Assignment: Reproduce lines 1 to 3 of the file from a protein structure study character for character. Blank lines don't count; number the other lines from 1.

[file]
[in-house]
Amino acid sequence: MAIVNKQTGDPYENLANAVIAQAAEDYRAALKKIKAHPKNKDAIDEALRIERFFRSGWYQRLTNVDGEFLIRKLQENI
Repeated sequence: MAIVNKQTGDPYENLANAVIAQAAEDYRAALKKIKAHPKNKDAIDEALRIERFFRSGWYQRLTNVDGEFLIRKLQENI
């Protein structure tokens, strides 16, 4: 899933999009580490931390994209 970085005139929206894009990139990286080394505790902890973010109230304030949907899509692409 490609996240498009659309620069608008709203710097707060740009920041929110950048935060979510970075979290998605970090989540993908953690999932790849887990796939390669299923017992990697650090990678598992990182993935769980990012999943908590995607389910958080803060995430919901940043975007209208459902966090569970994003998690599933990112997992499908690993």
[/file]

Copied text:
[in-house]
Amino acid sequence: MAIVNKQTGDPYENLANAVIAQAAEDYRAALKKIKAHPKNKDAIDEALRIERFFRSGWYQRLTNVDGEFLIRKLQENI
Repeated sequence: MAIVNKQTGDPYENLANAVIAQAAEDYRAALKKIKAHPKNKDAIDEALRIERFFRSGWYQRLTNVDGEFLIRKLQENI